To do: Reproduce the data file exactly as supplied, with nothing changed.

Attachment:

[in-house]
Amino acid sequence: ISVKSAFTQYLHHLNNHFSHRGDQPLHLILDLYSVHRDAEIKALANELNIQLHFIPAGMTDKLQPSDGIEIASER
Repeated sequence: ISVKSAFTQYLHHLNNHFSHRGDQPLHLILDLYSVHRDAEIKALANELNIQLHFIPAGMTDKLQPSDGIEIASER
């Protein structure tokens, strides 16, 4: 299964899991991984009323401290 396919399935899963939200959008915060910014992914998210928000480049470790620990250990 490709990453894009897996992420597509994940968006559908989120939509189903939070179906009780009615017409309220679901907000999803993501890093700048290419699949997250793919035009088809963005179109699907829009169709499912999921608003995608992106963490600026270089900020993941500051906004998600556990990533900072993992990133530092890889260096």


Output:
[in-house]
Amino acid sequence: ISVKSAFTQYLHHLNNHFSHRGDQPLHLILDLYSVHRDAEIKALANELNIQLHFIPAGMTDKLQPSDGIEIASER
Repeated sequence: ISVKSAFTQYLHHLNNHFSHRGDQPLHLILDLYSVHRDAEIKALANELNIQLHFIPAGMTDKLQPSDGIEIASER
């Protein structure tokens, strides 16, 4: 299964899991991984009323401290 396919399935899963939200959008915060910014992914998210928000480049470790620990250990 490709990453894009897996992420597509994940968006559908989120939509189903939070179906009780009615017409309220679901907000999803993501890093700048290419699949997250793919035009088809963005179109699907829009169709499912999921608003995608992106963490600026270089900020993941500051906004998600556990990533900072993992990133530092890889260096």